For Vulgar Latin, see here

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military (adj.)

mid-15c., militari, "pertaining to or befitting soldiers; used, done, or brought about by soldiers," from Old French militaire (14c.) and directly from Latin militaris "of soldiers or war, of military service, warlike," from miles (genitive militis) "soldier," a word of unknown origin.

Perhaps ultimately from Etruscan, or else meaning "one who marches in a troop," and thus connected to Sanskrit melah "assembly," Greek homilos "assembled crowd, throng." De Vaan writes, "It is tempting to connect mīlia [pl.] 'thousand(s)', hence *mīli-it- 'who goes with/by the thousand' ...." Related: Militarily. Old English had militisc, from Latin.

Military police is from 1827. Military age, at which one becomes liable to military service, is by 1737. Military-industrial complex was coined 1961 in the farewell speech of U.S. president Dwight D. Eisenhower.

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muffin (n.)

"a small, light, round, spongy cake made with eggs," usually eaten buttered and toasted, 1703, moofin, possibly from Low German muffen, plural of muffe "small cake;" or somehow connected with Old French moflet "soft, tender" (said of bread). The historical distinction of the muffin from the crumpet is not entirely clear and the subject is involved. In American English the word was extended to a sort of cup-shaped bun or cake (often with blueberries, chocolate chips, etc.); hence muffin top "waistline bulge over tight, low jeans" (by 2005), from resemblance to baked muffins from a tin. Muffin-man "street seller of muffins" is attested by 1754.

Why sit we mute, while early Traders throng
To hail the Morning with the Voice of Song?
Why sit we sad, when Lamps so fast decline,
And, but for Fog and Smoke, the Sun would shine?
Hark! the shrill Muffin-Man his Carol plies,
And Milk's melodious Treble rends the Skies,
Spar'd from the Synagogue, the Cloathsman's Throat,
At measur'd Pause, attempers every Note,
And Chairs-to-mend! with all is heard to join
Its long majestic Trill, and Harmony divine.
["The Black Bird and the Bull-Finch," 1777]
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people (n.)

c. 1300, peple, "humans, persons in general, men and women," from Anglo-French peple, people, Old French pople, peupel "people, population, crowd; mankind, humanity," from Latin populus "a people, nation; body of citizens; a multitude, crowd, throng," a word of unknown origin. Based on Italic cognates and derivatives such as populari "to lay waste, ravage, plunder, pillage," Populonia, a surname of Juno, literally "she who protects against devastation," the Proto-Italic root is said to mean "army" [de Vaan]. An Etruscan origin also has been proposed. The Latin word also is the source of Spanish pueblo, Italian popolo. In English, it displaced native folk.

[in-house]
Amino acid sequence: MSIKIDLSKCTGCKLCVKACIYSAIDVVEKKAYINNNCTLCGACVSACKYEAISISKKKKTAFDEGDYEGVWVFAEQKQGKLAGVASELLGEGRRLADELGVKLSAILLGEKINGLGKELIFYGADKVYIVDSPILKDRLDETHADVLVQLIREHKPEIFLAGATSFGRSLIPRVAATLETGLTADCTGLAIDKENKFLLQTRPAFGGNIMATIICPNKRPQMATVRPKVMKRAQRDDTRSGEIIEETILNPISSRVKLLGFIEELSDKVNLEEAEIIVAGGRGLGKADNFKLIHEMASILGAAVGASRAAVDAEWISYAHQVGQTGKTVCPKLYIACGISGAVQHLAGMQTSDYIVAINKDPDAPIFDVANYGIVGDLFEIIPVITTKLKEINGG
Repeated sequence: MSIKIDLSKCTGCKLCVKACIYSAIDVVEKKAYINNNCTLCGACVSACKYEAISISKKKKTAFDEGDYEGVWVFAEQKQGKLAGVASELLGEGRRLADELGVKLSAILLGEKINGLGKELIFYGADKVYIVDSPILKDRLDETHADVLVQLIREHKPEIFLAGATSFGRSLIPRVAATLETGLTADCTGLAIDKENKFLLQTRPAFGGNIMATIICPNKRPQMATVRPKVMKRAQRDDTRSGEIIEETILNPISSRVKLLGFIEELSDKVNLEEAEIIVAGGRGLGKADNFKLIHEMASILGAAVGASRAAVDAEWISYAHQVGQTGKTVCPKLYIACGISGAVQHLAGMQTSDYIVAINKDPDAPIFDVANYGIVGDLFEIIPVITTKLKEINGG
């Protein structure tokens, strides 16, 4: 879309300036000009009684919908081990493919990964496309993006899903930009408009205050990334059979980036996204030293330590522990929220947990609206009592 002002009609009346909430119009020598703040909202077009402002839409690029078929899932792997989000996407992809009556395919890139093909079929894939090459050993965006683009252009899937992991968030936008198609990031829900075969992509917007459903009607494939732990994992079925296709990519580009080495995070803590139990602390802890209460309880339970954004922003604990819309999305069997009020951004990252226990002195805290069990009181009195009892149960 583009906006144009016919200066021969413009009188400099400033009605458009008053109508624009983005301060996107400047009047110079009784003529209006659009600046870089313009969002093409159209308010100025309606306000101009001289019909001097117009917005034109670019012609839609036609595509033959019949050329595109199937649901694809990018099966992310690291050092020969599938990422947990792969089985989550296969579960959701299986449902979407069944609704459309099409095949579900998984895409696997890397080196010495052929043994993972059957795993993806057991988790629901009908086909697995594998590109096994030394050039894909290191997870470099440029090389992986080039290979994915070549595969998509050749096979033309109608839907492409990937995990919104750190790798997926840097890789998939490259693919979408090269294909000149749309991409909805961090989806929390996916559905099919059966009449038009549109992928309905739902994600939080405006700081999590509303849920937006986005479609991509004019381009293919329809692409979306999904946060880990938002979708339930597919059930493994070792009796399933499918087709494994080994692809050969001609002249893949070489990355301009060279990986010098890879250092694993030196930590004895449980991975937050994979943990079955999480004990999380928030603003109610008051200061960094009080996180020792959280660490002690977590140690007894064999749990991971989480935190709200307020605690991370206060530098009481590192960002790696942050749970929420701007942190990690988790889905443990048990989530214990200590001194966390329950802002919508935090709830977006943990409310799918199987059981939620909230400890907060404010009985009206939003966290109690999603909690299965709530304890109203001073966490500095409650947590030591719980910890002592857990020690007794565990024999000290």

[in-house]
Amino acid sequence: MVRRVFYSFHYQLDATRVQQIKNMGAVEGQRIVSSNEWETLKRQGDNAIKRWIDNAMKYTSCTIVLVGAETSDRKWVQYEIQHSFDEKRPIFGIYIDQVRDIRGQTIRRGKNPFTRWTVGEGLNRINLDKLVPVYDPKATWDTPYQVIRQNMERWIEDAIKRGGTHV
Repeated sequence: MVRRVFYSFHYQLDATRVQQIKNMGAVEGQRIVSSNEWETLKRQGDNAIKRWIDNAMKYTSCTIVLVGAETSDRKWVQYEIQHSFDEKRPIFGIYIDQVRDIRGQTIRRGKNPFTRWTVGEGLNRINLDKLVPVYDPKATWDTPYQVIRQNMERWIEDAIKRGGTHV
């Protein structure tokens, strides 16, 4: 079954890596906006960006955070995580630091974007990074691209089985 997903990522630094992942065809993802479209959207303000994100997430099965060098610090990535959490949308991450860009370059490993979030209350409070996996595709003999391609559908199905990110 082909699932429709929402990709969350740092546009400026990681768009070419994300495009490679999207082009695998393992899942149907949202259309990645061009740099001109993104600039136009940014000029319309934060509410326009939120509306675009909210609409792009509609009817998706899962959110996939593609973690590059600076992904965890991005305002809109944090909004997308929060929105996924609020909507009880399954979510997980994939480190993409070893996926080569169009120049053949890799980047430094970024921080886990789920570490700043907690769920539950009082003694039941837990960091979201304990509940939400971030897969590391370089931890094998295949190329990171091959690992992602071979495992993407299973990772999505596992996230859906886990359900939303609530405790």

Sense of "Some unspecified persons" is from c. 1300. Meaning "body of persons comprising a community" is by mid-14c. (late 13c. in Anglo-French); the meaning "common people, masses" (as distinguished from the nobility) is from late 13c. The meaning "members of one's family, tribe, or clan" is from late 14c.

The word was adopted after c. 1920 by Communist totalitarian states, according to their opponents to give a spurious sense of populism to their governments. It is based on the political sense of the word, "the whole body of enfranchised citizens (considered as the sovereign source of government power," attested from 1640s. This also is the sense in the legal phrase The People vs., in U.S. cases of prosecution under certain laws (1801).

The people are the only censors of their governors: and even their errors will tend to keep these to the true principles of their institution. To punish these errors too severely would be to suppress the only safeguard of the public liberty. The way to prevent these irregular interpositions of the people is to give them full information of their affairs thro’ the channel of the public papers, and to contrive that those papers should penetrate the whole mass of the people. [Jefferson to Edward Carrington, Jan. 16, 1787]

People of the Book "those whose religion entails adherence to a book of divine revelation" (1834) translates Arabic Ahl al-Kitab